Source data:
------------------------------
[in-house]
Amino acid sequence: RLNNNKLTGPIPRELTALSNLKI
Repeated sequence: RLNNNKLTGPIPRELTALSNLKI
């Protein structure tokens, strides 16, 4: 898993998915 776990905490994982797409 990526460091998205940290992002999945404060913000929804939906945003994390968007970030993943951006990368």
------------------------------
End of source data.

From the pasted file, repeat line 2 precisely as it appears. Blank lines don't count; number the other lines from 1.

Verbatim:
Amino acid sequence: RLNNNKLTGPIPRELTALSNLKI